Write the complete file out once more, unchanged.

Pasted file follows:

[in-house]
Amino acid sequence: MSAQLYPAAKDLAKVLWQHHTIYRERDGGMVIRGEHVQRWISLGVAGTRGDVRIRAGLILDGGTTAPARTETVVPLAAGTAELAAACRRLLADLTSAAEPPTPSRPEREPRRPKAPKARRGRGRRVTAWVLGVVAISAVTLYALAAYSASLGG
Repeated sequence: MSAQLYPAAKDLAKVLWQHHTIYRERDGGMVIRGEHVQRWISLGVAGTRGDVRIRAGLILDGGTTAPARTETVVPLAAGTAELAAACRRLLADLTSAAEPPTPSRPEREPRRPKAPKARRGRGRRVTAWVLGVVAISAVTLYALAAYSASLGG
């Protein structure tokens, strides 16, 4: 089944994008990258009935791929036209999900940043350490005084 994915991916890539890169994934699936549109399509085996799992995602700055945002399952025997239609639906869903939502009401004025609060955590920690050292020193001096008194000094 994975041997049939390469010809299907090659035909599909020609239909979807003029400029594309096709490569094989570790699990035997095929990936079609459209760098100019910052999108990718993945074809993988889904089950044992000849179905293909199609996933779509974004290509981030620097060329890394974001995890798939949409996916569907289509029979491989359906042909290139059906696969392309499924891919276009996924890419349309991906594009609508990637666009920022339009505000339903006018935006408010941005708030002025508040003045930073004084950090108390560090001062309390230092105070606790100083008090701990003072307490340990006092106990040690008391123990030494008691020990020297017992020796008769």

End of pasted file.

[in-house]
Amino acid sequence: MSAQLYPAAKDLAKVLWQHHTIYRERDGGMVIRGEHVQRWISLGVAGTRGDVRIRAGLILDGGTTAPARTETVVPLAAGTAELAAACRRLLADLTSAAEPPTPSRPEREPRRPKAPKARRGRGRRVTAWVLGVVAISAVTLYALAAYSASLGG
Repeated sequence: MSAQLYPAAKDLAKVLWQHHTIYRERDGGMVIRGEHVQRWISLGVAGTRGDVRIRAGLILDGGTTAPARTETVVPLAAGTAELAAACRRLLADLTSAAEPPTPSRPEREPRRPKAPKARRGRGRRVTAWVLGVVAISAVTLYALAAYSASLGG
């Protein structure tokens, strides 16, 4: 089944994008990258009935791929036209999900940043350490005084 994915991916890539890169994934699936549109399509085996799992995602700055945002399952025997239609639906869903939502009401004025609060955590920690050292020193001096008194000094 994975041997049939390469010809299907090659035909599909020609239909979807003029400029594309096709490569094989570790699990035997095929990936079609459209760098100019910052999108990718993945074809993988889904089950044992000849179905293909199609996933779509974004290509981030620097060329890394974001995890798939949409996916569907289509029979491989359906042909290139059906696969392309499924891919276009996924890419349309991906594009609508990637666009920022339009505000339903006018935006408010941005708030002025508040003045930073004084950090108390560090001062309390230092105070606790100083008090701990003072307490340990006092106990040690008391123990030494008691020990020297017992020796008769």